This year we have had a special focus on Frederic Ozanam and the Gospel values he represents – compassion and connection.
One of my favourite musicals is Les Miserables, based on Victor Hugo’s novel of the same name. It is set in the French Revolution, the same time and the same place that Frédéric Ozanam lived. In Les Miserables the main character Jean Val Jean is a prisoner on parole for having stolen a loaf of bread in a harsh and unforgiving society. Unable to find a place to stay on his first night out of prison he is taken in by a bishop who lives in an old monastery. The bishop feeds him and gives him a bed for the night and during the night Jean Val Jean, now a desperate man, an outcast of society, gets up and steals the silver that he has seen on the Bishops table. He is picked up by the guards who recognise the silver as the Bishops. He tells them the Bishop gave it to him but in scornful disbelief they drag him back to the Bishops house.
His response, ‘you forget I gave these also’, is so surprising – and it is Jean Val Jean moment of redemption. It is probably the first time anyone has shown him compassion and he goes on to do good for others.
He paid the good forward.
Tonight’s Gospel was the story of the washing of the feet, a symbol of servant leadership. The Bishop models this, he is willing to ‘be with the poor and outcast’, which would have been quite unusual for a man of his standing at the time. Ozanam lived in this same time of poverty and upheaval and he too was a servant leader. His response to the poor, at a time when there was no safety net of social security was one of compassion and people have continued to “pay it forward”. Indeed Frederic Ozanam lived life to the full and from his short life he left a legacy of caring and compassionate communities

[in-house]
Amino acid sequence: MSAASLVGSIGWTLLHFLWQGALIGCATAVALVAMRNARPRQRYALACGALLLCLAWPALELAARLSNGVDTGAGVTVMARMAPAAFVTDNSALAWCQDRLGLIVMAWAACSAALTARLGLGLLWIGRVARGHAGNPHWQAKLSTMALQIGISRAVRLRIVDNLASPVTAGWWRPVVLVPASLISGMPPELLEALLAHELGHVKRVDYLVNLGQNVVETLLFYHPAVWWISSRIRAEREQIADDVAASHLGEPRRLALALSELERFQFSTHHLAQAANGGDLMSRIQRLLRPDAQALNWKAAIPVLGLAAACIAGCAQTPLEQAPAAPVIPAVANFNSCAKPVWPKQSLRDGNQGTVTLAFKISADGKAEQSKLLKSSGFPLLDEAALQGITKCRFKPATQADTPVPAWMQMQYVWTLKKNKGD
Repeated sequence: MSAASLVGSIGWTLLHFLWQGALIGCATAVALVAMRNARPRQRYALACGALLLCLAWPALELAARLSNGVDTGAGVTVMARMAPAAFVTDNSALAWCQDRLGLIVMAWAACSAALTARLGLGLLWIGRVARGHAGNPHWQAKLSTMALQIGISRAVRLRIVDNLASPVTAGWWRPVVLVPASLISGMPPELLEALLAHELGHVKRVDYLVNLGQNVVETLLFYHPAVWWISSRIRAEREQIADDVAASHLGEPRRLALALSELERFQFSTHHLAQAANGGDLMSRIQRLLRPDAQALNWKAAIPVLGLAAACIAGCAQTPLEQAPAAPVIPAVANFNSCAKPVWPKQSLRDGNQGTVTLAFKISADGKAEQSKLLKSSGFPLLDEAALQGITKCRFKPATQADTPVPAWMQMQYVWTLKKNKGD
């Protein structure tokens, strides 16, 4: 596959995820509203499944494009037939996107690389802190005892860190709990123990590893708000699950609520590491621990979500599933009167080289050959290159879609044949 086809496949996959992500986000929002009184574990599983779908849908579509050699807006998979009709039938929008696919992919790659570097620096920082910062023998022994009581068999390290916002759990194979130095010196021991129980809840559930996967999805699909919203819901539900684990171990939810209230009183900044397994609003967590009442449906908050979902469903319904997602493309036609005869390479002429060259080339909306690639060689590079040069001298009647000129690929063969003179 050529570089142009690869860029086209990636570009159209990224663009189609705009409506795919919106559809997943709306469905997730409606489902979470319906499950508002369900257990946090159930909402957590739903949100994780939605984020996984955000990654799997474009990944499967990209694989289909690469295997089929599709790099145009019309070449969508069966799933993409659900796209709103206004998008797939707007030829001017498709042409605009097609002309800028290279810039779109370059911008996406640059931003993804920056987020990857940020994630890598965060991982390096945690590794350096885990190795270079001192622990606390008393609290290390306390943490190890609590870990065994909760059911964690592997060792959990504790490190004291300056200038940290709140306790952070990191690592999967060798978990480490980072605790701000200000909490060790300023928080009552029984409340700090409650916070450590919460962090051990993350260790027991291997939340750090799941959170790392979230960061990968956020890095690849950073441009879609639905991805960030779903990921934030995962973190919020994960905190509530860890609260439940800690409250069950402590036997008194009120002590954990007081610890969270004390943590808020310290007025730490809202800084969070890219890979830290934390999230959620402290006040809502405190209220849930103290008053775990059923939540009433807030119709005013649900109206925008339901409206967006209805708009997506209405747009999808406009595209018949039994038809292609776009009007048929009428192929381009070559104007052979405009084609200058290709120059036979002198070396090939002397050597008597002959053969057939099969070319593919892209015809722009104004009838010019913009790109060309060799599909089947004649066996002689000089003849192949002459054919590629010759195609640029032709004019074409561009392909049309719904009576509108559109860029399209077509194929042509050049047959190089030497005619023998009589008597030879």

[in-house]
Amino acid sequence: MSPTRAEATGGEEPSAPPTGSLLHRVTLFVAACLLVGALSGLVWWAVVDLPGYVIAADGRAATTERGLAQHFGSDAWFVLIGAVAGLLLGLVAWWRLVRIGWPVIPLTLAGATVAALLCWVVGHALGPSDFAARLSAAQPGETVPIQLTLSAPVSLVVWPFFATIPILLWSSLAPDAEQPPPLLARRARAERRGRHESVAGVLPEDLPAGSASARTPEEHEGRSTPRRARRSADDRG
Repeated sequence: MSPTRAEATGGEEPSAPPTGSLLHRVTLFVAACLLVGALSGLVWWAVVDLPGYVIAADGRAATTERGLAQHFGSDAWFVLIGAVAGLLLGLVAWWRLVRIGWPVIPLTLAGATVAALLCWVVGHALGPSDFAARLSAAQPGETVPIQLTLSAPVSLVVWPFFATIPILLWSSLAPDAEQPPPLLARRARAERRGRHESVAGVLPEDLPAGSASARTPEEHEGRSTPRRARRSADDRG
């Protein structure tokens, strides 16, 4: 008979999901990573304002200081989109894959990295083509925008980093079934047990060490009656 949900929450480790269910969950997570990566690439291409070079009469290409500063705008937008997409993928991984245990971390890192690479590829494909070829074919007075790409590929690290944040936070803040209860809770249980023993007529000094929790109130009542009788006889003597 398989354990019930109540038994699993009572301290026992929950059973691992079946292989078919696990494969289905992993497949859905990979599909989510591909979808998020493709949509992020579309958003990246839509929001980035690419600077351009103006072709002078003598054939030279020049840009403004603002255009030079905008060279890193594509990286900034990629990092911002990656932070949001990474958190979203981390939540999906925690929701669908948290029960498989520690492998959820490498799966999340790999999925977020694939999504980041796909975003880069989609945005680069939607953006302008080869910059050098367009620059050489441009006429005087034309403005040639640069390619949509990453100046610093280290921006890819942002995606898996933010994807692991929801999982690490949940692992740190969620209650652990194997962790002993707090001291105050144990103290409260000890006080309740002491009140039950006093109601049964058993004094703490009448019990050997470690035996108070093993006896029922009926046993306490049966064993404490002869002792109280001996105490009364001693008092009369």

Like St Oscar Romero, Ozanam took the long view – both of these men planted seeds that they did not see fully grown. But these seeds did grow. The St Vincent de Paul serves people throughout the world. In St Peter’s Square on Sunday we saw the fruition of the seeds that Oscar Romero had planted in the joy of the people from a liberated El Salvador. Neither of these men were perfect, they didn’t solve all the problems of their communities, but they did what they could do,
My hope for the graduates is that you too can live life to the full and empower others to live life to the full through choices which embrace compassion and connection.